Second, we have extensive supervision during the duration of the trip. We will always have at least two Westminster College faculty to supervise our trip, as well as several Thai guides (at a minimum three, and usually five or six) that accompany us at all times. These guides also include professional van drivers who I personally know and are very safe. And this May, we will also be traveling with six Thai nursing students and two Thai nursing faculty members, giving us even more local guides who are familiar with the country, the culture and the language and can assist us if necessary. We will stay in accompanied groups 95% of the time. Students are not allowed to explore on their own on this trip without supervision.

Third, during the village stays, we are the guests of the village/school/school district/local government. This may seem to be trivial, but to a Thai, being the host is a very significant responsibility. Our hosts will always assure that we are comfortable (sometimes to a fault) and will go out of their way to assure that we are safe and secure. We are literally the center of attention, and everyone in the villages will feel responsible for our comfort and safety.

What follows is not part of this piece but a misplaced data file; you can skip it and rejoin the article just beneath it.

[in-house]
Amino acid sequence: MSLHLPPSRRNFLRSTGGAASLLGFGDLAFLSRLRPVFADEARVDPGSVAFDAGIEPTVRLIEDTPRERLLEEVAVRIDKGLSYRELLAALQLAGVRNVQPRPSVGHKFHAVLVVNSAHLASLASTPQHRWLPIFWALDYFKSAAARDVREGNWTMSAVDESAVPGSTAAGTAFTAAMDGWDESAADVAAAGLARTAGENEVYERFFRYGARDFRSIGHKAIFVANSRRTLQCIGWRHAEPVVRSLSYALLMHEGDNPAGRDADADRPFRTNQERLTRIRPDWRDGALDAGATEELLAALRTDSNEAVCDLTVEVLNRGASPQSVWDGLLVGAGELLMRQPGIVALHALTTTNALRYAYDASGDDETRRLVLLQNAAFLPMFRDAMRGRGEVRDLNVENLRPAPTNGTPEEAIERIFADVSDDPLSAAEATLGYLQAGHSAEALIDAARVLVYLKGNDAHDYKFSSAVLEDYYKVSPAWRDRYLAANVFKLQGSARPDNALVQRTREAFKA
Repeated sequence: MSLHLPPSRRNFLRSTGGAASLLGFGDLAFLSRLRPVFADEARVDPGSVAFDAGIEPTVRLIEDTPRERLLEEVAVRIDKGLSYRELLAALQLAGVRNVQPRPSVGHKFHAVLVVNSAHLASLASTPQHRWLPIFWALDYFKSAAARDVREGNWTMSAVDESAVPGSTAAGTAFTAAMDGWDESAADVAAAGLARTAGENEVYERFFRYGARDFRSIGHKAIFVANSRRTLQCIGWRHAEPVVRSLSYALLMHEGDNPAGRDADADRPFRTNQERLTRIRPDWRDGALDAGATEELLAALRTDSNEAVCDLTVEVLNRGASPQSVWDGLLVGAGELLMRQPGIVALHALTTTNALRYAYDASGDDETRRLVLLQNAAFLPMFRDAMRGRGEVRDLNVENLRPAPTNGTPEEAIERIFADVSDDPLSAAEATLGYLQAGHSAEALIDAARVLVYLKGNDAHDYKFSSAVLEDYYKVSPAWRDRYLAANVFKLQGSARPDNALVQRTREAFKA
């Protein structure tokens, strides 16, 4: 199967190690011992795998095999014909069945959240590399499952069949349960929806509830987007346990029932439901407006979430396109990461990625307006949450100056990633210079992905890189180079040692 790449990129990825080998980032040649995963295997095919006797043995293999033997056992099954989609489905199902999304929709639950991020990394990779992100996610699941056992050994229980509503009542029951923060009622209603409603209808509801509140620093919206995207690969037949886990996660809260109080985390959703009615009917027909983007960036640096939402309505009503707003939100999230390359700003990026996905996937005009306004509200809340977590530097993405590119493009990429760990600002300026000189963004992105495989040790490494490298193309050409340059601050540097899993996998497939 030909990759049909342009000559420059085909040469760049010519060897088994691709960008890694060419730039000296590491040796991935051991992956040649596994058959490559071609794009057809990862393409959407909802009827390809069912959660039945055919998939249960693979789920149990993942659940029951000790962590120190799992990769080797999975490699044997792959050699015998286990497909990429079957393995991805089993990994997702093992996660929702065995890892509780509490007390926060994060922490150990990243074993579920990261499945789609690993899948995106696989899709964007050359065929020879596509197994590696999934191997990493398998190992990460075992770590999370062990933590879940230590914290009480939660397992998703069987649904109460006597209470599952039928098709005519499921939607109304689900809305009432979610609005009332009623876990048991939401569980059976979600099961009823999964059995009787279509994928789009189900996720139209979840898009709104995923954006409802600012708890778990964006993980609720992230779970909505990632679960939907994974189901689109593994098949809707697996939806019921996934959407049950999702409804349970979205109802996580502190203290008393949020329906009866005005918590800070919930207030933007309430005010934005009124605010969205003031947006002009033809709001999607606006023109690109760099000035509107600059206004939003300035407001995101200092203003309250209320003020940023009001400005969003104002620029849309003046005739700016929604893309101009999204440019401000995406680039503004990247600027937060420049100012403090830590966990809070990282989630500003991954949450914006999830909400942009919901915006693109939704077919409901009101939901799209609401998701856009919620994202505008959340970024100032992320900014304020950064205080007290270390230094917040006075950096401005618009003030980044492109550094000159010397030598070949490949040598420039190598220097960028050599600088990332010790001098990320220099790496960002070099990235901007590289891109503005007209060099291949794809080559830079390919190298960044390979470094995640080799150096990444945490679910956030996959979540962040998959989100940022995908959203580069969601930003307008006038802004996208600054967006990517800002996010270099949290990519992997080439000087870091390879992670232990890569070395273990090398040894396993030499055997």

Next, all students are issued a personal Thai cell phone with their own number. This allows them to call any of us if they need assistance (e.g. students often call Noi to assist in translating for them). It also gives us the ability to call anyone in the US, and for anyone in the US to call us. Cell phone coverage in Thailand is excellent, much better than here, so we will always be in contact (with the exception of a few days at one of the mountain villages).

We pay close attention to the student’s personal safety while on the trip. All the hotels that we stay at are secure, we always stay in groups, the vans we travel in are modern and driven by professional drivers, and we are always accompanied by Thai locals. We will also avoid any political demonstrations or other events of that nature.

Finally, we take a number precautions to minimize health risks. All food that is served to the students is hygienic, as is the bottled water. We have a first aid kit with us at all times, as well as first responders (I am a certified EMT-B) that know how to use it. And as I have mentioned before, the Thai medical system is excellent, and we will always be close to a medical facility if needed.